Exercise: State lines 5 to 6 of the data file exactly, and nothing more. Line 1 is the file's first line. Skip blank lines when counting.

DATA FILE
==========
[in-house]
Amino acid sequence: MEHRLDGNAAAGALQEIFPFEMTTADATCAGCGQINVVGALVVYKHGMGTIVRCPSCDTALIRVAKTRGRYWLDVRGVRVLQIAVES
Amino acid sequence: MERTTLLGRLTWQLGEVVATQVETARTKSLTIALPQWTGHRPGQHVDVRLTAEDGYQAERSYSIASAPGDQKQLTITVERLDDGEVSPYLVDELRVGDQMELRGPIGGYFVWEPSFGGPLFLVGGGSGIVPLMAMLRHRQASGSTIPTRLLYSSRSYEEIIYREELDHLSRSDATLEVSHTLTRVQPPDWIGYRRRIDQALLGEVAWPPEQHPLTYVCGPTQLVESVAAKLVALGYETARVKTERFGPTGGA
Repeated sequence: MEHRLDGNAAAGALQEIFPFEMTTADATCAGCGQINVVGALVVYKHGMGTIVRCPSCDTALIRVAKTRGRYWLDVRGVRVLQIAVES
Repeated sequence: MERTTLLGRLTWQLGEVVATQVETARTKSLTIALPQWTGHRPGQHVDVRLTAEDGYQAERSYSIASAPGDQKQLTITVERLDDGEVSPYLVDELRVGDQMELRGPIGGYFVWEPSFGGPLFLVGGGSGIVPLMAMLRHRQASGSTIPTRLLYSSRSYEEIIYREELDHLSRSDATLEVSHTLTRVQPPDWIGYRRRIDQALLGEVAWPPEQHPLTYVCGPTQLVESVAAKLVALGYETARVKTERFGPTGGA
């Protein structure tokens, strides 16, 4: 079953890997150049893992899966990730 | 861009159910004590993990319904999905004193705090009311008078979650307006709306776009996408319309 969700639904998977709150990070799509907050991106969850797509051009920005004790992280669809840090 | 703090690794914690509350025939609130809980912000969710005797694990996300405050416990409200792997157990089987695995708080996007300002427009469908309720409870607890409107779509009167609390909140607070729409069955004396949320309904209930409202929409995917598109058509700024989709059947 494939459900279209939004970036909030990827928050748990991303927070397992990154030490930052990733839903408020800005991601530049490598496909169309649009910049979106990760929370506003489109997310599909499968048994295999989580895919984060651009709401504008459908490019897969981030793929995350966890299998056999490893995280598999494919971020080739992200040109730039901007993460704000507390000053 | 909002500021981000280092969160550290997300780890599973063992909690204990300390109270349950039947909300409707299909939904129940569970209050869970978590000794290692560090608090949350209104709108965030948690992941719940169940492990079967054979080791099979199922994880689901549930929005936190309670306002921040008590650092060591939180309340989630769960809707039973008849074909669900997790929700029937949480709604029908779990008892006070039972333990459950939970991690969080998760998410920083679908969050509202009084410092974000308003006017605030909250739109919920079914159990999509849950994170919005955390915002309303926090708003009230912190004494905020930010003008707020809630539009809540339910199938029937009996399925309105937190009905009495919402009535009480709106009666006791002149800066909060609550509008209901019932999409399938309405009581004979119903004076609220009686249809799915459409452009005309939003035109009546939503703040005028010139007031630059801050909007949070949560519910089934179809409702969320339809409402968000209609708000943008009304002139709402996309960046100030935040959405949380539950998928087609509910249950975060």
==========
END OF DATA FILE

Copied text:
Repeated sequence: MERTTLLGRLTWQLGEVVATQVETARTKSLTIALPQWTGHRPGQHVDVRLTAEDGYQAERSYSIASAPGDQKQLTITVERLDDGEVSPYLVDELRVGDQMELRGPIGGYFVWEPSFGGPLFLVGGGSGIVPLMAMLRHRQASGSTIPTRLLYSSRSYEEIIYREELDHLSRSDATLEVSHTLTRVQPPDWIGYRRRIDQALLGEVAWPPEQHPLTYVCGPTQLVESVAAKLVALGYETARVKTERFGPTGGA
């Protein structure tokens, strides 16, 4: 079953890997150049893992899966990730 | 861009159910004590993990319904999905004193705090009311008078979650307006709306776009996408319309 969700639904998977709150990070799509907050991106969850797509051009920005004790992280669809840090 | 703090690794914690509350025939609130809980912000969710005797694990996300405050416990409200792997157990089987695995708080996007300002427009469908309720409870607890409107779509009167609390909140607070729409069955004396949320309904209930409202929409995917598109058509700024989709059947 494939459900279209939004970036909030990827928050748990991303927070397992990154030490930052990733839903408020800005991601530049490598496909169309649009910049979106990760929370506003489109997310599909499968048994295999989580895919984060651009709401504008459908490019897969981030793929995350966890299998056999490893995280598999494919971020080739992200040109730039901007993460704000507390000053 | 909002500021981000280092969160550290997300780890599973063992909690204990300390109270349950039947909300409707299909939904129940569970209050869970978590000794290692560090608090949350209104709108965030948690992941719940169940492990079967054979080791099979199922994880689901549930929005936190309670306002921040008590650092060591939180309340989630769960809707039973008849074909669900997790929700029937949480709604029908779990008892006070039972333990459950939970991690969080998760998410920083679908969050509202009084410092974000308003006017605030909250739109919920079914159990999509849950994170919005955390915002309303926090708003009230912190004494905020930010003008707020809630539009809540339910199938029937009996399925309105937190009905009495919402009535009480709106009666006791002149800066909060609550509008209901019932999409399938309405009581004979119903004076609220009686249809799915459409452009005309939003035109009546939503703040005028010139007031630059801050909007949070949560519910089934179809409702969320339809409402968000209609708000943008009304002139709402996309960046100030935040959405949380539950998928087609509910249950975060």